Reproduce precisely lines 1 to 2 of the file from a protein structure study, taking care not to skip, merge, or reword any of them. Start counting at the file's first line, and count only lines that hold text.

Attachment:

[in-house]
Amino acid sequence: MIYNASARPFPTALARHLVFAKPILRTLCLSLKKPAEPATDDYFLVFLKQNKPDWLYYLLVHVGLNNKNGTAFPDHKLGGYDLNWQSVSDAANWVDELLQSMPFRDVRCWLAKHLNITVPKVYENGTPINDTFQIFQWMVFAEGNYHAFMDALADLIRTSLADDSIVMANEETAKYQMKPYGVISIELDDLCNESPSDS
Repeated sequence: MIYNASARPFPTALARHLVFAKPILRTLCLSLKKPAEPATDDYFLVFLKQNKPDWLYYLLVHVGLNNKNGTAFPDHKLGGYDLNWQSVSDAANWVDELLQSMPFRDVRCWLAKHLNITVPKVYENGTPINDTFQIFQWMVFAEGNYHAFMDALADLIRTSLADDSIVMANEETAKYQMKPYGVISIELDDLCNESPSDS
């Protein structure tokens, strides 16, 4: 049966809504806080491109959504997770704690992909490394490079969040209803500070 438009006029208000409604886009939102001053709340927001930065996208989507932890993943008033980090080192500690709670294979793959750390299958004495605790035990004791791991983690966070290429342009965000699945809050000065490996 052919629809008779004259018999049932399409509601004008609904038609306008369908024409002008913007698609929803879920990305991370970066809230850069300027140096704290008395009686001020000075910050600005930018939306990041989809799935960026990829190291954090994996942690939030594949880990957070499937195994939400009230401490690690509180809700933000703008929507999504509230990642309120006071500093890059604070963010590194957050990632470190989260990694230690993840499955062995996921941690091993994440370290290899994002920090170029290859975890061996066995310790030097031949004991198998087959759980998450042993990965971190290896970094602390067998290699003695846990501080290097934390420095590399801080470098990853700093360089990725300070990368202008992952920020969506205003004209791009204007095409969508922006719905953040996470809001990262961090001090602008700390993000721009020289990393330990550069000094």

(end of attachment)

[in-house]
Amino acid sequence: MIYNASARPFPTALARHLVFAKPILRTLCLSLKKPAEPATDDYFLVFLKQNKPDWLYYLLVHVGLNNKNGTAFPDHKLGGYDLNWQSVSDAANWVDELLQSMPFRDVRCWLAKHLNITVPKVYENGTPINDTFQIFQWMVFAEGNYHAFMDALADLIRTSLADDSIVMANEETAKYQMKPYGVISIELDDLCNESPSDS